READY TO ROLL

READY TO ROLL

Friday, February 11, 2005

MUTUAL AID

Runaway train at Union Station - 1953



DC Riots - 1968

Historic mutual aid runs to Washington, DC:

Fisher's Night - 1928

Fire companies from Northern Virginia raced into the nation's capital on what Deputy Chief Philip Nicholson of the District of Columbia Fire Department called ``the wildest night'' of his career. An arsonist set a series of greater alarm fires across Washington, D.C. on the night of Jan. 16-Jan. 17, 1928, requiring the response of the entire city fire department as well as mutual aid from as far away as Baltimore.

A man named John J. Fisher confessed to setting some of the fires, hence the name ``Fisher's Night.'' He claimed an ``irresistible impulse'' led him to start the fires, according to press reports. Fisher was committed to St. Elizabeth's Hospital.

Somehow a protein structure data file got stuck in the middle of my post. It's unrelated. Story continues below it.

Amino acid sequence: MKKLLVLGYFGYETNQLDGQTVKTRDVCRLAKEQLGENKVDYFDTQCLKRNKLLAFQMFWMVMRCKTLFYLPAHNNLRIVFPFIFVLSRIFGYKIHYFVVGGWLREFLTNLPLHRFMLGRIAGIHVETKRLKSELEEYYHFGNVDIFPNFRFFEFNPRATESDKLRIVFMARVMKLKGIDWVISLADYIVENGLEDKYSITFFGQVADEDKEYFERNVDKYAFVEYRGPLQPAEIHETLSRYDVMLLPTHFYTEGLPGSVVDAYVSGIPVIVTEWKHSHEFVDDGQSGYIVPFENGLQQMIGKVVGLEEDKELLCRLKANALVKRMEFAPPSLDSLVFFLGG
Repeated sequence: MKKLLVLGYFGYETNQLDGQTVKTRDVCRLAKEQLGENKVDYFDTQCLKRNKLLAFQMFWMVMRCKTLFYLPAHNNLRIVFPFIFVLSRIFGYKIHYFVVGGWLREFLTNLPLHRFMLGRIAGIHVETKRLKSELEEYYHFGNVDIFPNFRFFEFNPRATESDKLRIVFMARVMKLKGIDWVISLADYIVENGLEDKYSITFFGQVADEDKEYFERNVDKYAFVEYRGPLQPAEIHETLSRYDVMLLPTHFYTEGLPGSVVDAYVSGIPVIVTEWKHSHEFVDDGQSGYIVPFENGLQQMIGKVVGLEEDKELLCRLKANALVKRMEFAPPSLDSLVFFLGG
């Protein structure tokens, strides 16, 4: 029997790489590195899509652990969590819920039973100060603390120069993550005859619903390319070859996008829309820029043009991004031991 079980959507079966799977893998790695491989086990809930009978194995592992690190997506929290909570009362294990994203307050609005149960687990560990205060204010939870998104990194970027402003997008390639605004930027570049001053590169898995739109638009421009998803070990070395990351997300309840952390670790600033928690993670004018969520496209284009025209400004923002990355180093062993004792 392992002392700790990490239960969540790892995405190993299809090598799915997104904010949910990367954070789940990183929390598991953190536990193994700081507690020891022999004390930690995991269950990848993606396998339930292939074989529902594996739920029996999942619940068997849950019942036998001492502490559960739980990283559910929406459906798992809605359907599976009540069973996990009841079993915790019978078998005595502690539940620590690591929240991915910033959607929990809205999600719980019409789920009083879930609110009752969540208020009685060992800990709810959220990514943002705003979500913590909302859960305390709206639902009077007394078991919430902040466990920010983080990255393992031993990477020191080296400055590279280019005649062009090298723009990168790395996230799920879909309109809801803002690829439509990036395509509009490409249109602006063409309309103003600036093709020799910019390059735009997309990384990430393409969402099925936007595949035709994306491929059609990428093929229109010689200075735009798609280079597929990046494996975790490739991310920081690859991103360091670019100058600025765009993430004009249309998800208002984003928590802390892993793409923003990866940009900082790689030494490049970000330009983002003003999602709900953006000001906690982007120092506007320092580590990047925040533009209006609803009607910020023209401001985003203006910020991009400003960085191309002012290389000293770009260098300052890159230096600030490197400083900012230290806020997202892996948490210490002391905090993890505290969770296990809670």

Bells and sirens pierced the night. ``Twenty-four fire alarms worked Washington up to fever heat between midnight and noon and scurried the entire city's fire fighting forces and those of other cities to a dozen blazes in different sections of the capital,'' according to an Associated Press dispatch published in The New York Times. ``Taking stock of the unprecedented situation, officials found that more than thirty firemen had been slightly injured and property damaged to the extent of several hundred thousand dollars.''

Baltimore, 40 miles to the north, sent reinforcements. ``Its fire forces helped fight two of the big blazes, manned fire houses for protective purposes, and, incidentally paid a twenty-four-year-old debt to the capital which helped Baltimore combat its big fire of 1904,'' the AP dispatch said. ``Ten companies, an ambulance and several deputies made the long run from Baltimore and furnished an unusual spectacle of blazing engines and screeching sirens.''

Major alarms

Among the major alarms that night: